WICHITA, Kan. (AP) — Kansas health and environment officials are recommending alternative ways for municipal water operators to treat toxic blue-green algal blooms that have troubled state lakes for nearly 10 years.
The U.S. Centers for Disease Control and Prevention says people and animals that come into contact with cyanobacteria algae might suffer diarrhea, headaches and other symptoms.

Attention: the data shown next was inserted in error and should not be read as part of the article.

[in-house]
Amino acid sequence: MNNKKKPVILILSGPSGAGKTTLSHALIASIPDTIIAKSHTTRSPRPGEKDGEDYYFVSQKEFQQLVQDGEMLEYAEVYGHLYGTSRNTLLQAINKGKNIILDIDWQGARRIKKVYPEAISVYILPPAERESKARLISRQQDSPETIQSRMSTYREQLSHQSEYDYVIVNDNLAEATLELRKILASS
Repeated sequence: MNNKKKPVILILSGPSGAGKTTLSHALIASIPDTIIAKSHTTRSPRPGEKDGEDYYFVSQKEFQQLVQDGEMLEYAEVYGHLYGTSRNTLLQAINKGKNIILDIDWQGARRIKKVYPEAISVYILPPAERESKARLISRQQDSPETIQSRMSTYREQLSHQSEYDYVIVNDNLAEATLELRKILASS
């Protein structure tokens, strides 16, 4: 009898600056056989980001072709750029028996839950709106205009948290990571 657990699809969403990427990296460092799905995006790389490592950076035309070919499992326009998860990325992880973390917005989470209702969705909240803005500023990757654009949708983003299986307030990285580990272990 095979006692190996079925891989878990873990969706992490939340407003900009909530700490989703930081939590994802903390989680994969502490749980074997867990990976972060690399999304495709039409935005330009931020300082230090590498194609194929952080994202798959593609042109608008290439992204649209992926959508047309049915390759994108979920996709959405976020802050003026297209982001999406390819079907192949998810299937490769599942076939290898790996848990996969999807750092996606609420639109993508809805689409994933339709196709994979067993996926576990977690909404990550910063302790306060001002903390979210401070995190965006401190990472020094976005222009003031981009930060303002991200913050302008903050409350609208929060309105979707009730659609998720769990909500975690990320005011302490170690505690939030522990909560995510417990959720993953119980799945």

The Kansas Department of Health and Environment has detected traces of toxins related to the blooms in at least five water treatment plants.
KMUW-FM reports that the department has suggested adding activated carbon to the water treatment process. The carbon causes algae to fall to the bottom of ponds, allowing clean water to pass through.
Department officials say they also offer a program to subsidize water quality tests searching for toxins caused by cyanobacteria.